Enabling children to build resilience and fulfil their potential, free from trauma and violence


Colombia has endured decades of internecine conflict between armed groups including the national army, left wing guerrillas, extreme right paramilitary groups and criminal gangs. Peace Dialogues took place from 2012 to 2016 between the state and the largest guerrilla group - the Revolutionary Armed Forces of Colombia (FARC) - to help boost peace building efforts.

These efforts culminated in the formation of a peace accord between the government and the FARC in August 2016. This first agreement was put to a plebiscite in October 2016 where it was rejected by a slight majority, due to objections over the amnesty terms offered to the FARC, amongst other issues. A revised peace accord was signed in November 2016 and formally ratified by the country’s congress in the same month.

FARC rebels have begun to leave their camps and begin the process of demobilization and disarmament, under the watch of United Nations. Formal peace talks between the state and the ELN - the country's second-largest armed rebel group - have also been scheduled at the time of writing.

Despite these various peace initiatives, significant threats to the safety of children and young people in Colombia remain. The risk of recruitment into the various armed groups still active in the country persists. Murder, abduction and sexual violence all remain very real threats to the safety of Colombia’s youth. The psychological burden of this context of fear and violence is significant.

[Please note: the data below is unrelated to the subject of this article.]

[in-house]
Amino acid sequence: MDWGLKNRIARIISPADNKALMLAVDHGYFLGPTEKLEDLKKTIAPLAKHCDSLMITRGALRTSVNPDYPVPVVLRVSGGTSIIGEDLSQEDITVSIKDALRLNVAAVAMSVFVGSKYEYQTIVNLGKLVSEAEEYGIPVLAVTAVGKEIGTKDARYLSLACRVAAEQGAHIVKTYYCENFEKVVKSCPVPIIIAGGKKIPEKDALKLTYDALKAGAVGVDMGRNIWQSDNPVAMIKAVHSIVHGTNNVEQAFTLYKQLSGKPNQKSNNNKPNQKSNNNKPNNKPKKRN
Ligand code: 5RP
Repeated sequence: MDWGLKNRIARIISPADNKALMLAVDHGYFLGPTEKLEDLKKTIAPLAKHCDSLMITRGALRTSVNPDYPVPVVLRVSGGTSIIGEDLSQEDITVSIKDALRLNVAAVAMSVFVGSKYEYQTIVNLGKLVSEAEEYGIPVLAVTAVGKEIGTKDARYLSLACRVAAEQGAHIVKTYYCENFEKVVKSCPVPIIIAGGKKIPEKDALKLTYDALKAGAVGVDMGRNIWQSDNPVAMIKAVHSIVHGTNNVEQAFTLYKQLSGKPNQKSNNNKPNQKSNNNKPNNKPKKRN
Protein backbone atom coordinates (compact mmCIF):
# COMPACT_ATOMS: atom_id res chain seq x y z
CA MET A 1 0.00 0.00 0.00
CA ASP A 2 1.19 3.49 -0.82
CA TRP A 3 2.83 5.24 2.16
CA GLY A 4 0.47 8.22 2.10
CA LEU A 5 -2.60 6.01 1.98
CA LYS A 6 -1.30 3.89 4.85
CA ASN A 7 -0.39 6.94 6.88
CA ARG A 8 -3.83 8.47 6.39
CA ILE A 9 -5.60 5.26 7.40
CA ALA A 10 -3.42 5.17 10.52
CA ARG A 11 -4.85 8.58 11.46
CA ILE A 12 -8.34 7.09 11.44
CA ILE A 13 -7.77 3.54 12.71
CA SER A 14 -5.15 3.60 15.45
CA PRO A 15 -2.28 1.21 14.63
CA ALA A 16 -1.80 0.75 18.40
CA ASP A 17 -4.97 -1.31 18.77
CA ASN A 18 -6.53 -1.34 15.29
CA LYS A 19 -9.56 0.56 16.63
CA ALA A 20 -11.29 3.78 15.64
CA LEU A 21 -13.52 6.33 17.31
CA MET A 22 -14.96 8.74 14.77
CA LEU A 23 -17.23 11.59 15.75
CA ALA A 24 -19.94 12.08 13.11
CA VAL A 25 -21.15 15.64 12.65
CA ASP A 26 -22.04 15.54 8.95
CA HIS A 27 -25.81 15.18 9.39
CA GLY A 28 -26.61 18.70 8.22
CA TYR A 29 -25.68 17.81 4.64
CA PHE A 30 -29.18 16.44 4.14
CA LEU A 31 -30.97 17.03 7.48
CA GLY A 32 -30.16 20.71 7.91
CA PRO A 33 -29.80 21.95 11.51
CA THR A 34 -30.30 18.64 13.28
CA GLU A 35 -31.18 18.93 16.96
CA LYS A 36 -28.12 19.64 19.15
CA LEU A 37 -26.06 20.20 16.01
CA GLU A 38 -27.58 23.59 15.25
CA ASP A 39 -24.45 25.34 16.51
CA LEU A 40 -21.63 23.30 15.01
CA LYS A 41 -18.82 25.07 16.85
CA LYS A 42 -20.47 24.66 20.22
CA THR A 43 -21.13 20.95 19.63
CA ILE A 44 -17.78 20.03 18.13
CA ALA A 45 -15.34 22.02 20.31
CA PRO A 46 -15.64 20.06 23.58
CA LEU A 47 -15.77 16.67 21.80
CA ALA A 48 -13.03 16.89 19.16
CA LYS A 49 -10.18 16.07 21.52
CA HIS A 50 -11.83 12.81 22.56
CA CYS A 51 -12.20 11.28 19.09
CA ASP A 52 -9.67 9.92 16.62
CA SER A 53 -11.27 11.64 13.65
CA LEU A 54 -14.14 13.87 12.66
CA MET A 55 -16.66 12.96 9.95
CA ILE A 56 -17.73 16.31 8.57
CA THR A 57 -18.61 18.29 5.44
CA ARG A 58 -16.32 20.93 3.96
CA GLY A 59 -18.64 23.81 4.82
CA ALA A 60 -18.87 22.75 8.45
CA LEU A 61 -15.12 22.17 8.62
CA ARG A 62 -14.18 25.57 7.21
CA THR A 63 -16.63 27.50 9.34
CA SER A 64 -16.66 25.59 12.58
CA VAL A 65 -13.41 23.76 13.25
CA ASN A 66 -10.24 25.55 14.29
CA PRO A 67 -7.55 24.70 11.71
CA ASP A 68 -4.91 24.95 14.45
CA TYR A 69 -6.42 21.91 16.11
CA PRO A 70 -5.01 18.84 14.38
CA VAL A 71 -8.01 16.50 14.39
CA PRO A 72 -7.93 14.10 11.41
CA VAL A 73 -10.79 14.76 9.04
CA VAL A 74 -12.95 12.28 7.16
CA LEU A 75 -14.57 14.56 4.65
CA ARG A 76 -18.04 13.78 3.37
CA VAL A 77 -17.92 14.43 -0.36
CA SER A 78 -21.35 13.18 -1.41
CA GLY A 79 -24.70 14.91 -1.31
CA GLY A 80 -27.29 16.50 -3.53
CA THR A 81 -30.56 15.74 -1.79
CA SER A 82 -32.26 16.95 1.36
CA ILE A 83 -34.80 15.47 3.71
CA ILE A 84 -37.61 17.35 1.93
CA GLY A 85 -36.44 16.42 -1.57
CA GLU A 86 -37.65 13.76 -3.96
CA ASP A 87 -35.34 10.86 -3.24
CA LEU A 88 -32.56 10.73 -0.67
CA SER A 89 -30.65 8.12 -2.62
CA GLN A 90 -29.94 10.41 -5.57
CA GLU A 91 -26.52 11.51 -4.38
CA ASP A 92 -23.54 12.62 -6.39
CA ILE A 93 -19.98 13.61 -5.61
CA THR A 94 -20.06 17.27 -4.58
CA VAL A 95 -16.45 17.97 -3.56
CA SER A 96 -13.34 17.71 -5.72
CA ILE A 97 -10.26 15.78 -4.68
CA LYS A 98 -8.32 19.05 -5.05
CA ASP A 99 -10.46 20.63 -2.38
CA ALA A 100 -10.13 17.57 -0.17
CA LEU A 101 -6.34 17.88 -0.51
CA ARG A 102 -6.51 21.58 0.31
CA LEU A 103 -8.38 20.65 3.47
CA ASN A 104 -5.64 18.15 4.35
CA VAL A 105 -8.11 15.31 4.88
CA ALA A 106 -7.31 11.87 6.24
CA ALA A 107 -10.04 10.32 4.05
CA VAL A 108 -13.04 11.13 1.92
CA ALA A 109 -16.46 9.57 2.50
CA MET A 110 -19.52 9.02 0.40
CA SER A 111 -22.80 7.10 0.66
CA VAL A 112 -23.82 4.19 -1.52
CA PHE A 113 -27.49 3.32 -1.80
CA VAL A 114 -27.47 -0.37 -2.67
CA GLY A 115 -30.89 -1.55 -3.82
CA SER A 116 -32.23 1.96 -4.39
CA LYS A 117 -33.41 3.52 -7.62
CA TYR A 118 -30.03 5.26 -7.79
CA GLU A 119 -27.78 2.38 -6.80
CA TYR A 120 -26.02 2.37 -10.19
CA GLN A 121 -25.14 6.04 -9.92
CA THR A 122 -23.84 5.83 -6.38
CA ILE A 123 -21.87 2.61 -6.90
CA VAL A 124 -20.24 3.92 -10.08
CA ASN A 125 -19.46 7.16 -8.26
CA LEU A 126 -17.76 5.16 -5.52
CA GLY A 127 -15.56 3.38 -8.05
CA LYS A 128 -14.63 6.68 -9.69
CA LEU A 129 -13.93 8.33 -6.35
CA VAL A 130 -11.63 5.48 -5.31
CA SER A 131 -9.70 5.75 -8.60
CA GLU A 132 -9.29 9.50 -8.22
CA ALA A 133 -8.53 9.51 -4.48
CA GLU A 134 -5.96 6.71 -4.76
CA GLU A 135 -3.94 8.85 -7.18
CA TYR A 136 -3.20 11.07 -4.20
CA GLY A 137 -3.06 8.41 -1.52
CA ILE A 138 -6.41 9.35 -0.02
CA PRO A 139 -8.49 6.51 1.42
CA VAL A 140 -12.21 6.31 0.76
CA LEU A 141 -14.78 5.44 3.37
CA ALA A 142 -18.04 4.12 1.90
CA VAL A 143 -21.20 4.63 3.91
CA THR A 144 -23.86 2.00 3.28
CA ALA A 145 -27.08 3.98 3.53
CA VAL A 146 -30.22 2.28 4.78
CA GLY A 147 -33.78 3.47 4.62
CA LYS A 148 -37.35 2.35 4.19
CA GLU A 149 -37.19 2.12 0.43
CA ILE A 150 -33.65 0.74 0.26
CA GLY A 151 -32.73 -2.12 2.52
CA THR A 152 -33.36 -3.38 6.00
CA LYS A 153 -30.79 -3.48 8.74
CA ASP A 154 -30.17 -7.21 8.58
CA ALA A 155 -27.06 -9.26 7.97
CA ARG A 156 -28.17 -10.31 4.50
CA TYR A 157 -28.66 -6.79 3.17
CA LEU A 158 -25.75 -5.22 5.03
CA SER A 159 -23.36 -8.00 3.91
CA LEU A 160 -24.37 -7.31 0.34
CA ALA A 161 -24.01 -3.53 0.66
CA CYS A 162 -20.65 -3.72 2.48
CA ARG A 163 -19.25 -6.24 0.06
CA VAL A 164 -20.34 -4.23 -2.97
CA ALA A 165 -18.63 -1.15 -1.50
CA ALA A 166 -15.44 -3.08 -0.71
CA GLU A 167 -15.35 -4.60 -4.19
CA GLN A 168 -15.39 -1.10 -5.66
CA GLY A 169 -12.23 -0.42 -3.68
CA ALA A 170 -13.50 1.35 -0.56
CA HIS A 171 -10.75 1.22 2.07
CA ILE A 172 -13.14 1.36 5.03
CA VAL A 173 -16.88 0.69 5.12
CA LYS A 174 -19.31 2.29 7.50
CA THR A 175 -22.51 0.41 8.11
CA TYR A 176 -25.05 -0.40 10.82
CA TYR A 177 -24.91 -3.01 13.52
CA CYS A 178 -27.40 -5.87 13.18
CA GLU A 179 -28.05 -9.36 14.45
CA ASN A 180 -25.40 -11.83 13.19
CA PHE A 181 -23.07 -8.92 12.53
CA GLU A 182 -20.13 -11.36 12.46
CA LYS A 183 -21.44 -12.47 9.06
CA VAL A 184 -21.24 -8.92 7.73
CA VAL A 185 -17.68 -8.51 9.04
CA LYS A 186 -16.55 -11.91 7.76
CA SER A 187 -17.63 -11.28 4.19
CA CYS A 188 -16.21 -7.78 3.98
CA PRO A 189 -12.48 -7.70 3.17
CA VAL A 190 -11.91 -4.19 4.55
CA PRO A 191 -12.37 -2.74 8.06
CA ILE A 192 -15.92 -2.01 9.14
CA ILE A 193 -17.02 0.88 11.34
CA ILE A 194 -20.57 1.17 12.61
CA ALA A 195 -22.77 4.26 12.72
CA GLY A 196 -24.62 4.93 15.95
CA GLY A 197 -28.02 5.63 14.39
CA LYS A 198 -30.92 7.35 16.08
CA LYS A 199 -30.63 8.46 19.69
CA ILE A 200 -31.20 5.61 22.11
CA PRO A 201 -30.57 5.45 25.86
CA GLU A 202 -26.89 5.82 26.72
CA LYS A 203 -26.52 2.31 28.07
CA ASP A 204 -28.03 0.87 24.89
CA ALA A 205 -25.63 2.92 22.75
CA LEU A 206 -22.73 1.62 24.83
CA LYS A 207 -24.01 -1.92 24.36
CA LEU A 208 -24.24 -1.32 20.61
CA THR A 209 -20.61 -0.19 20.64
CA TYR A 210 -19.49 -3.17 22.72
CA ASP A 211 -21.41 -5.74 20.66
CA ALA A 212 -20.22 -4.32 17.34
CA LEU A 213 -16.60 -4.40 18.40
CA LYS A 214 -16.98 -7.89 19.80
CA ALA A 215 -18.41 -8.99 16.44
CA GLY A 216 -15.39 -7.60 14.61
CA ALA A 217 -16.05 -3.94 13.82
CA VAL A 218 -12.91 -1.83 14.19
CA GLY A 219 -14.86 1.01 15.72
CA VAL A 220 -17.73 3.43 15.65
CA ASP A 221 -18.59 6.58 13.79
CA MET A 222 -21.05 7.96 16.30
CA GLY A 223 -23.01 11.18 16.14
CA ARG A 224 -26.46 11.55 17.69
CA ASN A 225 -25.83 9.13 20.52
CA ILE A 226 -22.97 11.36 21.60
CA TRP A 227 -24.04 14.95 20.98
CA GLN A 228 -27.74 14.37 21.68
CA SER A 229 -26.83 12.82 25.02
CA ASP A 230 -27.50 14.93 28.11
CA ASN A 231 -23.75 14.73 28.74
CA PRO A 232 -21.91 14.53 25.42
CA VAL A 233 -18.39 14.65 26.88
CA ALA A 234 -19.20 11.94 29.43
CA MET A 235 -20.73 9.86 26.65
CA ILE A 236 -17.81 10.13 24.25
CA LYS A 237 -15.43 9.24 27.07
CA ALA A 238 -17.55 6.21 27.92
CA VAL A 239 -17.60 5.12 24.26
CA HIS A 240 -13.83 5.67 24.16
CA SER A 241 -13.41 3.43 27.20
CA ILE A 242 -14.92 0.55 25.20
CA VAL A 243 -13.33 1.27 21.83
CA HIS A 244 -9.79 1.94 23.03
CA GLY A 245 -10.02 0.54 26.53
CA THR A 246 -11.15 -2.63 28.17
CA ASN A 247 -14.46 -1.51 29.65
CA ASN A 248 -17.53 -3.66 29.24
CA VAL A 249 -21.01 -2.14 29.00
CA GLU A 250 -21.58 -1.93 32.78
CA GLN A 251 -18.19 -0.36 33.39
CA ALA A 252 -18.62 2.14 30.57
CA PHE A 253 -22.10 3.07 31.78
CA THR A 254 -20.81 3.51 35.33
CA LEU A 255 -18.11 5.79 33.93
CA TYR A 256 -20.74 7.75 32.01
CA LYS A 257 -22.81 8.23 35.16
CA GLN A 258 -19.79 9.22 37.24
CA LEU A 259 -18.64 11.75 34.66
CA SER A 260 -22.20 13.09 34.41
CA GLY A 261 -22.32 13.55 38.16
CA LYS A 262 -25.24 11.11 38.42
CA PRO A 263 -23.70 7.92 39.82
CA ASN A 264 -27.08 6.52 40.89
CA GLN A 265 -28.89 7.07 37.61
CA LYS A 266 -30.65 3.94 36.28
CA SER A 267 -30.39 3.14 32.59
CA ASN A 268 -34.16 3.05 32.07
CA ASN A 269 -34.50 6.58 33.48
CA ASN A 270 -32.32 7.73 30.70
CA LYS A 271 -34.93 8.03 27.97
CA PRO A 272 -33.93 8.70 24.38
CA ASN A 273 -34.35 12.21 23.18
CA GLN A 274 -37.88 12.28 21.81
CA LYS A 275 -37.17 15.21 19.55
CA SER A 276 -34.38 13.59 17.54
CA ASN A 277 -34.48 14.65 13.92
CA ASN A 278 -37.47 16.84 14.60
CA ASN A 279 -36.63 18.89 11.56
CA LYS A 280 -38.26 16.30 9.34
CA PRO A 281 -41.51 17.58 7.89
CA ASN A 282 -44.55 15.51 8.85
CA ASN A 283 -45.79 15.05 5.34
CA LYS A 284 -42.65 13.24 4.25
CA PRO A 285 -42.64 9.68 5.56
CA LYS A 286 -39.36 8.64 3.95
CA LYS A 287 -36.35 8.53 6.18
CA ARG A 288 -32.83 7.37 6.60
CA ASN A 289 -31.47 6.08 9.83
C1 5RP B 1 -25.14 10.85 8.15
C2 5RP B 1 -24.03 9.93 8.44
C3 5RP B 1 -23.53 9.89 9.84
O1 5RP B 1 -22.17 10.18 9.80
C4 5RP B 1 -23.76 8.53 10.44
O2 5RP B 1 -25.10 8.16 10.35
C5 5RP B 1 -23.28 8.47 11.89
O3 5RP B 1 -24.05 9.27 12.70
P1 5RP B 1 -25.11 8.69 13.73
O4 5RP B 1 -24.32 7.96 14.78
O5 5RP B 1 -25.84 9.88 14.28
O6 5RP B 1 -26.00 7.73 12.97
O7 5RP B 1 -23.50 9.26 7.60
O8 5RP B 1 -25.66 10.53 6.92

What we do

War Child Holland works inside Colombia to improve children’s psychosocial well-being and strengthen their capacity to cope with the violence they experience. Together with parents and caregivers, teachers and children taking part in our programmes, we work to boost protection mechanisms and prevent the recruitment and use of children by armed groups.

We also work with schools in the country to ensure that vulnerable children have a protective and safe learning environment. Psychosocial support, education and measures to boost children’s participation in local decision-making processes are frequently combined to ensure our interventions are as effective as possible.